Time

June 17th, 2015

Zeit

Source: http://www.fotodatenbank.com/details.php?image_id=64

Even when I was a young girl, my mother used to say “even when you have time, you never have time”. And that was probably the truth. If I am honest, that has never changed. I was very preoccupied by my studies in history. The last year of my studies, I spent in Germany as part of an exchange program. In that year, I did not just study, or write my thesis, but I also enjoyed the student life to its fullest. In the shared apartments that I lived in, I had good friends (I still have good contact with two of them) and there was always something going on: trips, parties, and so on. I can say with a clear conscience that it was the year of my life.

Once I entered the world of work, I was busy full-time, and at the same time responsible for my household. Even then I often wished that the day had 48 hours instead of 24 and I usually never had enough time. When I was compelled to slow down, because of my deteriorated hearing, some of my time soon became “free”. I however felt the need to fill up my free time, generally with relaxing activities, but even so.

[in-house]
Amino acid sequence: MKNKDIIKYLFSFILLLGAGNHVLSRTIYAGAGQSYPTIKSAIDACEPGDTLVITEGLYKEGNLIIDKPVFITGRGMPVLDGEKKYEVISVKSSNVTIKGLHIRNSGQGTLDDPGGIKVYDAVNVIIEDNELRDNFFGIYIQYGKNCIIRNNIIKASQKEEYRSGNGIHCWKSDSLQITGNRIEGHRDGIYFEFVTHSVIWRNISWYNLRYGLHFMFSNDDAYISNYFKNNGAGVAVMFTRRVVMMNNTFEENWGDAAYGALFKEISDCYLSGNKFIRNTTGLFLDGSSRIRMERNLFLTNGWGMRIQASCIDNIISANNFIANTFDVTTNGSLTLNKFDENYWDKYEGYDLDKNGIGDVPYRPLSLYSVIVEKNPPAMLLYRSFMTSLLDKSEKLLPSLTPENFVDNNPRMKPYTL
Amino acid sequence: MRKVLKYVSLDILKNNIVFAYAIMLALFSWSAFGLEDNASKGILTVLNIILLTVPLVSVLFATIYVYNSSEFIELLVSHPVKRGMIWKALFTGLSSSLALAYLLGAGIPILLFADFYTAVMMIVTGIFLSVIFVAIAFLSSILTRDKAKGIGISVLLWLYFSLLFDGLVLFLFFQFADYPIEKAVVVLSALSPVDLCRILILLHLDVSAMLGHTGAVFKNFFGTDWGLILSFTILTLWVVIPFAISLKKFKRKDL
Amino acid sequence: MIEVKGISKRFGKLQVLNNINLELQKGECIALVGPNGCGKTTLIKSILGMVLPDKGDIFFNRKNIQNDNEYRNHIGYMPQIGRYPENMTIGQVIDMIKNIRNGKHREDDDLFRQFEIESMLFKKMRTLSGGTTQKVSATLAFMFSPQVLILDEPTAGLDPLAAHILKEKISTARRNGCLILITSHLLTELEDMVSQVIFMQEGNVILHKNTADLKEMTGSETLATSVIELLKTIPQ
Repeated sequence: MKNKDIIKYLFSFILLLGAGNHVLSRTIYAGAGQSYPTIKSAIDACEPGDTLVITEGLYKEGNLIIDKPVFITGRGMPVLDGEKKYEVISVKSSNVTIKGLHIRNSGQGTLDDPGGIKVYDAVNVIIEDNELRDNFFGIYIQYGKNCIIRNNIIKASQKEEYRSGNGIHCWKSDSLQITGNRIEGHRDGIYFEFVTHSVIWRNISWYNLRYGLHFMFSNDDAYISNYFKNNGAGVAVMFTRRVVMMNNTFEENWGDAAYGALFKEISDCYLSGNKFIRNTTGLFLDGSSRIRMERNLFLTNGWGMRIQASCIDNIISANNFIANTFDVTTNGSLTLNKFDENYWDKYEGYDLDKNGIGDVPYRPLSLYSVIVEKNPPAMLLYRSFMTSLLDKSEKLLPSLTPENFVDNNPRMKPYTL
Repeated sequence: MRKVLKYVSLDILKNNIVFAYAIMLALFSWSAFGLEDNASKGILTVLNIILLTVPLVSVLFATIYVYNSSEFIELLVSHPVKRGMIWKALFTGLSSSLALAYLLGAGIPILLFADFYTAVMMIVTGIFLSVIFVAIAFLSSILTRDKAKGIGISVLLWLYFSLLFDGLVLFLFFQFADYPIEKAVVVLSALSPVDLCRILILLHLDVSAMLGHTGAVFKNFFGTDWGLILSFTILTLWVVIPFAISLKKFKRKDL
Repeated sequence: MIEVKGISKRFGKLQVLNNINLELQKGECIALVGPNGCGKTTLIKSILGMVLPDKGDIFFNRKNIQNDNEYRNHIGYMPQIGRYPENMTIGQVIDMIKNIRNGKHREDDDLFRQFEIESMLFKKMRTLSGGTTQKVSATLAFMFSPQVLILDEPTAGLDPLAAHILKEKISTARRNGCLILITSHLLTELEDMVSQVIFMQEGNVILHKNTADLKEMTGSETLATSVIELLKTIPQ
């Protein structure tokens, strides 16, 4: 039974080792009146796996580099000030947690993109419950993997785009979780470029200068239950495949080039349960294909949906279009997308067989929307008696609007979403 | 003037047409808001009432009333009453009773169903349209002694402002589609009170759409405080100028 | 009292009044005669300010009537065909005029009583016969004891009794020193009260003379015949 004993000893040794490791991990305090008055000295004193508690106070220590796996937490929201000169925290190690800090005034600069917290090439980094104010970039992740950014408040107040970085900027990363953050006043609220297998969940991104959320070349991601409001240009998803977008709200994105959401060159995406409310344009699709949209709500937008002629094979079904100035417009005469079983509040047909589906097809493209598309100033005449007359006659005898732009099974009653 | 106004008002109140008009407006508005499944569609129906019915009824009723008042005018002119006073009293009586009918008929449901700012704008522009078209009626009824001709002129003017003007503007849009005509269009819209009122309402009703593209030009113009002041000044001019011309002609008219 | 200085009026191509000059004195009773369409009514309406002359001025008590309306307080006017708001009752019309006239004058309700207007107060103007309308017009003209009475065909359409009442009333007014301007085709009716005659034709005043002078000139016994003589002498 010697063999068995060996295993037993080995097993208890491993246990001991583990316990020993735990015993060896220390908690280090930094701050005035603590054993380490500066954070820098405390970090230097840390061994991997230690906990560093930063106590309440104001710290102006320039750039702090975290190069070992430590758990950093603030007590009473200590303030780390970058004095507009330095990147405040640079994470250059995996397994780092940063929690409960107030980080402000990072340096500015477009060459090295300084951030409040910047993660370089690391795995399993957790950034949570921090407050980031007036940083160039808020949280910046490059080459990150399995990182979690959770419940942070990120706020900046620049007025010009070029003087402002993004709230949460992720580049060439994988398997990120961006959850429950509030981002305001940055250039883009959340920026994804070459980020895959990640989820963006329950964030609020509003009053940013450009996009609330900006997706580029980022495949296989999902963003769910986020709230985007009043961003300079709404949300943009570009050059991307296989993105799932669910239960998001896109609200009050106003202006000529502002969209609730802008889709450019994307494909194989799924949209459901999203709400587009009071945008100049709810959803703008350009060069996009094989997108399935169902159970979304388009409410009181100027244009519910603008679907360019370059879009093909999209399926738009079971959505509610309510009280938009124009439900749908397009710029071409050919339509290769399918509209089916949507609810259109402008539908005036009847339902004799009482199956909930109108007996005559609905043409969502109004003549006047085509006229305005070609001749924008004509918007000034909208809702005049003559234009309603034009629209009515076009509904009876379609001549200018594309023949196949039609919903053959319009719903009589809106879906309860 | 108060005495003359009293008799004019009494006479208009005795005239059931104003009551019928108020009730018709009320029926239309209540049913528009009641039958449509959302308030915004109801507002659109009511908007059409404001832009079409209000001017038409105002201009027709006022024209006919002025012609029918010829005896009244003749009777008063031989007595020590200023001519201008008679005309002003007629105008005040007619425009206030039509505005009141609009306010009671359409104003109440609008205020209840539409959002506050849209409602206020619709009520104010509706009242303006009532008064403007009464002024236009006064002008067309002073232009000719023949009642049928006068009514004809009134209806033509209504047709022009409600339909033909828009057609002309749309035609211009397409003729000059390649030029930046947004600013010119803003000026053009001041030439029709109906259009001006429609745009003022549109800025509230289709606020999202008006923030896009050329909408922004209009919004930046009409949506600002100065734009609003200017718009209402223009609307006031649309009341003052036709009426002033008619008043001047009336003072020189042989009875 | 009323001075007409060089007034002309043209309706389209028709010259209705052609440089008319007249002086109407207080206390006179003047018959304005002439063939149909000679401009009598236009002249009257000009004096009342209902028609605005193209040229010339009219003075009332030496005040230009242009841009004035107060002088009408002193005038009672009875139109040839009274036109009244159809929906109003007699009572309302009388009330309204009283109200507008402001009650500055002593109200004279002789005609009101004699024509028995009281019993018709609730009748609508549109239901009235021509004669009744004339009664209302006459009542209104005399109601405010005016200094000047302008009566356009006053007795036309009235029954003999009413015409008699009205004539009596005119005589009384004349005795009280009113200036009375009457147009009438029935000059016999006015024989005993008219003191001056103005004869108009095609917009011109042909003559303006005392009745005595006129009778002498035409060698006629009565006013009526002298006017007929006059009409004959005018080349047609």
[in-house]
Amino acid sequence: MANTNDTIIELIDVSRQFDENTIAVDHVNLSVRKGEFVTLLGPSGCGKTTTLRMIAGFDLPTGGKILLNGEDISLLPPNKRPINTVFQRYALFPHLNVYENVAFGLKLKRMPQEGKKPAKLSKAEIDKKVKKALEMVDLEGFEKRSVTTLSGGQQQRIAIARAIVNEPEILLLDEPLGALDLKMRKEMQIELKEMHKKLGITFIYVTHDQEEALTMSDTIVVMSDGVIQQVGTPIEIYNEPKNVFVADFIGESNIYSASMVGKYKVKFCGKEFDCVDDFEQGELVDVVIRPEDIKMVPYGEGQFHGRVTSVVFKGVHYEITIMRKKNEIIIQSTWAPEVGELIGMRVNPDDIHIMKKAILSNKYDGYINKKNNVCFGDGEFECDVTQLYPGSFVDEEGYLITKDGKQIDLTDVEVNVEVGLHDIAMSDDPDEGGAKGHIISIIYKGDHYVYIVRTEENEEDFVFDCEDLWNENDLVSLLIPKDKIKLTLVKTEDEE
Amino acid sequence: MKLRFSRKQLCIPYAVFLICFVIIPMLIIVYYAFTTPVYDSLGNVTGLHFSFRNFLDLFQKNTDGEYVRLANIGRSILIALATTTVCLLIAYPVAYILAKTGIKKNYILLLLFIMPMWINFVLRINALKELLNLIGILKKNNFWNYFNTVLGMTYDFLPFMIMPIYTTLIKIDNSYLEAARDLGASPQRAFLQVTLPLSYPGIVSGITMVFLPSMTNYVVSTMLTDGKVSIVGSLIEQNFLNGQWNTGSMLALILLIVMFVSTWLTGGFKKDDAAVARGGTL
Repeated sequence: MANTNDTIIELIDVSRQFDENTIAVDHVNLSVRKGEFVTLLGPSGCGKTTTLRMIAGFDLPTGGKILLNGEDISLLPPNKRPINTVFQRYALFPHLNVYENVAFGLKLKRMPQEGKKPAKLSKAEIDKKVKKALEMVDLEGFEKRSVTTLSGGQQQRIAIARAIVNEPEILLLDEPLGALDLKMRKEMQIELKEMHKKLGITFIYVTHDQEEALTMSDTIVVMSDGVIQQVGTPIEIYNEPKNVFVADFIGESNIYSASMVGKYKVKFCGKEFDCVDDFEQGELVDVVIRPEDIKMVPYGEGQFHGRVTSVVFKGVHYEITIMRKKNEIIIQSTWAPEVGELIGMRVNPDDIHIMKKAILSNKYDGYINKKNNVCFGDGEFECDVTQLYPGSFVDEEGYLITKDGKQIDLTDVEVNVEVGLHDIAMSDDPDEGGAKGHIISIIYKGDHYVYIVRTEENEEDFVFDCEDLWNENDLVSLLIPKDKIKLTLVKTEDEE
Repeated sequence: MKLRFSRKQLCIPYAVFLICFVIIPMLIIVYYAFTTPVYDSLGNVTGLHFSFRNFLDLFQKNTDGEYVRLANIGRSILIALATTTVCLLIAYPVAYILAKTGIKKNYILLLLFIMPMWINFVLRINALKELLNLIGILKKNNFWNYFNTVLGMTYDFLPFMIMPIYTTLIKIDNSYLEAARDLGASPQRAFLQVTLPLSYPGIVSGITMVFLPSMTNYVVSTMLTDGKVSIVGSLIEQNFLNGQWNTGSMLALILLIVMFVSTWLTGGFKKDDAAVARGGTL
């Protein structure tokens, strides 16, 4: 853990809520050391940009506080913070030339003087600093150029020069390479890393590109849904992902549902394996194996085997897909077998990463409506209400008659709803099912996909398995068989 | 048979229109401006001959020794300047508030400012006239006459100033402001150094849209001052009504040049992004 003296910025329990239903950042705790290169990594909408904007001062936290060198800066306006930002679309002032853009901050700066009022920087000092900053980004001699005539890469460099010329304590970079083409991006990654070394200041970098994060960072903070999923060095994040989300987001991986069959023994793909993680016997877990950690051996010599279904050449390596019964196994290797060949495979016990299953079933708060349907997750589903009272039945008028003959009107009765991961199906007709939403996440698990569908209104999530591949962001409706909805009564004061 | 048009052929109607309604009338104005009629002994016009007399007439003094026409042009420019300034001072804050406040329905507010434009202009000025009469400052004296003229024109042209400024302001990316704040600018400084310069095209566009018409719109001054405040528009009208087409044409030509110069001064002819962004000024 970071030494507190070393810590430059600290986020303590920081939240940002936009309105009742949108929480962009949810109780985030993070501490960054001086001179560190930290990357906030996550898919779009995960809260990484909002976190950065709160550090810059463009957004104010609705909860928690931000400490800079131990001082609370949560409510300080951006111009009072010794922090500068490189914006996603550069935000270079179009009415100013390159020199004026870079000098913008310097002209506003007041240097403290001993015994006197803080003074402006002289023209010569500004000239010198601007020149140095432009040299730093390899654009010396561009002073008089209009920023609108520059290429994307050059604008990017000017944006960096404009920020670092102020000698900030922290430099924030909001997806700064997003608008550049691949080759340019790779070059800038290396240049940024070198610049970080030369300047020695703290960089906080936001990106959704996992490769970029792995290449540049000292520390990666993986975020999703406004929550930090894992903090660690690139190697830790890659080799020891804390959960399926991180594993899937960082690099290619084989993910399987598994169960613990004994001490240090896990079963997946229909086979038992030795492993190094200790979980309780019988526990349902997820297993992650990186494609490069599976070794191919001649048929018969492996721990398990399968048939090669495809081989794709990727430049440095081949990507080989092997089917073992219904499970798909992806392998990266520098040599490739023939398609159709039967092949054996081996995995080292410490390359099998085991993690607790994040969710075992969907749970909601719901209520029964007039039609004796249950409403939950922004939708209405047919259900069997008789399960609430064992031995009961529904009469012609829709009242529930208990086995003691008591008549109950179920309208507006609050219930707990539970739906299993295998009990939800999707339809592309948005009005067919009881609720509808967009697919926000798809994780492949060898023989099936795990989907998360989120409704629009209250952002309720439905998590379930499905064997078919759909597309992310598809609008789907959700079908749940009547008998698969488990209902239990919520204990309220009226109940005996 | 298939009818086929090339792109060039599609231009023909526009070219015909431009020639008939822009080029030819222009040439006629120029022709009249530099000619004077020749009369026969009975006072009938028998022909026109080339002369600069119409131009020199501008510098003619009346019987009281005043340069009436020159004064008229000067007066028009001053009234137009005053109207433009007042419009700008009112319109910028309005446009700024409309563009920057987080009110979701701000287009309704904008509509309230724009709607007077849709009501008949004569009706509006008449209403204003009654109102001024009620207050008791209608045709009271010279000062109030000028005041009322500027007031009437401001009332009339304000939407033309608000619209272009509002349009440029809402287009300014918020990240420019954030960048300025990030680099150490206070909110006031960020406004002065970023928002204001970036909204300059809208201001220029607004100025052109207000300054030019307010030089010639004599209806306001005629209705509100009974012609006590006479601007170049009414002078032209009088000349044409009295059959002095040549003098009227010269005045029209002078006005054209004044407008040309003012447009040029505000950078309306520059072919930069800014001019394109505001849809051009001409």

When we decided to shift our future to Switzerland, I had to quit my job. Up until the week before the move, I worked, and then all of a sudden I had more time than I knew what to do with. That’s what I thought …. Once the new apartment was furnished, I began to integrate into the new neighborhood. This meant that I not only learned to navigate the area, but also began to build a new circle of friends and contacts, became a member of a gymnastic school, a club, and so began to get to know people. My network grew larger as time went on, my activities increased, and I also took some classes.

My fear that I would bore myself without work did not come to pass. It was quite the opposite in fact. My current activities currently take up a lot of my time and I really have to watch my limits.

My mother now says that I won’t have time to visit her. It is not that bad yet, but it is getting harder to keep a few weeks a year free so that I can go visit her. Ah, shouldn’t age and common sense go hand in hand?!

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